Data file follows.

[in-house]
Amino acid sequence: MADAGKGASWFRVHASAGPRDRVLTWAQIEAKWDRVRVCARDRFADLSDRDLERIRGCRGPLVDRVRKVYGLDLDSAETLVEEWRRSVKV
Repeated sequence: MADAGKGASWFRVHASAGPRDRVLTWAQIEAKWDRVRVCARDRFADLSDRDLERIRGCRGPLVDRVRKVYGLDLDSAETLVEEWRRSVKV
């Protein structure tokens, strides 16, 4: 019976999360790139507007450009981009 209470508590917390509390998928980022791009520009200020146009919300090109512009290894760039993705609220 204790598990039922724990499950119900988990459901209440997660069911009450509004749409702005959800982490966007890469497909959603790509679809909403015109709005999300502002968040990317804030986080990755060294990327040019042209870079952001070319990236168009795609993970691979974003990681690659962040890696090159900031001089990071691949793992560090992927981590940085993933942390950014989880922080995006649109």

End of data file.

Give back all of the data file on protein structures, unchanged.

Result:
[in-house]
Amino acid sequence: MADAGKGASWFRVHASAGPRDRVLTWAQIEAKWDRVRVCARDRFADLSDRDLERIRGCRGPLVDRVRKVYGLDLDSAETLVEEWRRSVKV
Repeated sequence: MADAGKGASWFRVHASAGPRDRVLTWAQIEAKWDRVRVCARDRFADLSDRDLERIRGCRGPLVDRVRKVYGLDLDSAETLVEEWRRSVKV
């Protein structure tokens, strides 16, 4: 019976999360790139507007450009981009 209470508590917390509390998928980022791009520009200020146009919300090109512009290894760039993705609220 204790598990039922724990499950119900988990459901209440997660069911009450509004749409702005959800982490966007890469497909959603790509679809909403015109709005999300502002968040990317804030986080990755060294990327040019042209870079952001070319990236168009795609993970691979974003990681690659962040890696090159900031001089990071691949793992560090992927981590940085993933942390950014989880922080995006649109």